‘Forbidden Games’ Trailer And Poster

René Clément’s FORBIDDEN GAMES (1952), a black comedy-drama set in the French countryside during the German Occupation, starring Brigitte Fossey and Georges Poujouly as two children who form a special bond.

“Michel! Michel! Michel!” France 1940, and as a refugee column trudges along a country road, a dog makes a break for it, with its tiny blonde mistress in pursuit — and then the German fighters strike. But if 5-year-old Parisienne Brigitte Fossey’s understanding of death is limited as she strokes her mother’s cold face, at least she can bury the dog discarded by her peasant rescuers, aided by 11-year-old farm boy Georges Poujouly. And as they build a special, secret friendship, their pet cemetery in the midst of death steadily grows, topped by crosses stolen from graveyards, even as the adults play their own games of buffoonish, grotesque peasant feuds… And then Fossey (“in a performance that rips the heart out” – New York Times) shouts his name again.

Adapted by the legendary team of Jean Aurenche and Pierre Bost from François Boyer’s successful-in-America novel, with a haunting hit score played by guitar virtuoso Narciso Yepes, the ultimately beautiful, hilarious and disturbing Games initially did so-so box office and screened only on the fringes of the Cannes Festival, then nearly got shut out of Venice — where it promptly won its top prize, the Golden Lion — and then became a worldwide art house smash and Clémént’s second Best Foreign Film Oscar winner (following the previous year’s The Walls of Malapaga). It was also named the Best Foreign Film of the Year at the annual Kinema Jumpo awards in Japan.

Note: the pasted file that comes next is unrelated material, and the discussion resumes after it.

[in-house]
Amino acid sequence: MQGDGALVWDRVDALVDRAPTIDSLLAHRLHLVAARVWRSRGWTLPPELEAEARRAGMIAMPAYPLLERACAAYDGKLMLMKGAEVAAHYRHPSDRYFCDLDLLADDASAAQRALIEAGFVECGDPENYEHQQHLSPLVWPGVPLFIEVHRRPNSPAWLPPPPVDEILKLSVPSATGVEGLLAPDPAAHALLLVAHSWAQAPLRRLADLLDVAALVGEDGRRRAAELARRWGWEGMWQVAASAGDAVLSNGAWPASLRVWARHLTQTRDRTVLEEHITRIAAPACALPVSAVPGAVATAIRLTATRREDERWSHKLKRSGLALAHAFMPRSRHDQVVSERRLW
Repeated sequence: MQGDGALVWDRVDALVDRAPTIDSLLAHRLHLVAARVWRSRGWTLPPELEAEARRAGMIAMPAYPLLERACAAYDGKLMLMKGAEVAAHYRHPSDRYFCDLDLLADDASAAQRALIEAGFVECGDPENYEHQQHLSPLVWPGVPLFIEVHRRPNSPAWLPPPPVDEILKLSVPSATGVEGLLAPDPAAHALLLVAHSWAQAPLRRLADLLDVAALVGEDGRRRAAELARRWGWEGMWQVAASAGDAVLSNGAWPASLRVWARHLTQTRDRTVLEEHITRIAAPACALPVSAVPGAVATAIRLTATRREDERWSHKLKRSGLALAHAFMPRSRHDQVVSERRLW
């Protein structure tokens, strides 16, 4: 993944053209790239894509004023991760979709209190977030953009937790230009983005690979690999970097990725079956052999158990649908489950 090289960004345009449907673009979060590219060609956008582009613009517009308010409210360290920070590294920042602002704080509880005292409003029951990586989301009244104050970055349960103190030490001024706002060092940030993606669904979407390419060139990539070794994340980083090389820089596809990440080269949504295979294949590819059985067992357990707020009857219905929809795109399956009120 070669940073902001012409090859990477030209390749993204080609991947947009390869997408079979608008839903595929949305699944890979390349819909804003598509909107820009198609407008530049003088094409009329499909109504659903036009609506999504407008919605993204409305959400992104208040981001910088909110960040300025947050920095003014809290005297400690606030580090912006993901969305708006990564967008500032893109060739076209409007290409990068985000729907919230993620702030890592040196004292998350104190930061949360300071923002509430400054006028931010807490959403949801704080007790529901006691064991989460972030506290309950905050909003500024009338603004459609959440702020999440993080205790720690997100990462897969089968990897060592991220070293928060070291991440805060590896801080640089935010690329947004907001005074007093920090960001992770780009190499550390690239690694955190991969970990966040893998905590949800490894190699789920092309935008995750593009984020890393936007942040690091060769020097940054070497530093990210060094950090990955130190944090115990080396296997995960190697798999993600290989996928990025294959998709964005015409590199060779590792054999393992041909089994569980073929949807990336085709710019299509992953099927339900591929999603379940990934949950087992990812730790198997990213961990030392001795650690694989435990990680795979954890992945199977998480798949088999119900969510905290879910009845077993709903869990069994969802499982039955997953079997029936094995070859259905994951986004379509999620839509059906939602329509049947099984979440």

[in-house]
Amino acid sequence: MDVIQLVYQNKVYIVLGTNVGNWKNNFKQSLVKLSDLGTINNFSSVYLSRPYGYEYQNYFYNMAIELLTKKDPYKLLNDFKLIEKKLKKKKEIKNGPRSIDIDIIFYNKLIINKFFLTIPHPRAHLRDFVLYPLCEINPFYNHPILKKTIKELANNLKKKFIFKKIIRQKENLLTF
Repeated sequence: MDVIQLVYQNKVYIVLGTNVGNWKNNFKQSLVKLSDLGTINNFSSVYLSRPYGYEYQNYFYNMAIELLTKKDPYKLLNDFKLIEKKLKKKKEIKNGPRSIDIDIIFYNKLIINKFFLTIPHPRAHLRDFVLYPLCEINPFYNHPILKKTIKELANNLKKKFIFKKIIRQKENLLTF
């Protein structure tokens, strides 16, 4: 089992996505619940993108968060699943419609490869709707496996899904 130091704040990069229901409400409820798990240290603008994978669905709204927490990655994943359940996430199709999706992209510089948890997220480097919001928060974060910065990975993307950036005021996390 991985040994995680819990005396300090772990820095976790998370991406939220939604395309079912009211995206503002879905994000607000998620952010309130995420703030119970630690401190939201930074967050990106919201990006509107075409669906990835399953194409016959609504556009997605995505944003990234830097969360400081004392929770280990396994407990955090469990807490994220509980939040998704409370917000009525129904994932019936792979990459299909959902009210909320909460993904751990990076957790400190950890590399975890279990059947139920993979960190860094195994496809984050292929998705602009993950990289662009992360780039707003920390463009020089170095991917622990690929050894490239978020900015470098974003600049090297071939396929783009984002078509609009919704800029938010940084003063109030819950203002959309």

One of the leading French directors of the post-war period, Clément had previously won the Best Director prize at Cannes for La Bataille du Rail (1946) and would later make the international smash Purple Noon (1960).Both Poujouly (who died in 2000) and Fossey would continue their acting careers into adulthood.Still active in French film and television, Fossey’s credits includeBertrand Blier’s Going Places, Truffaut’s The Man Who Loved Women and Giuseppe Tornatore’s Cinema Paradiso.


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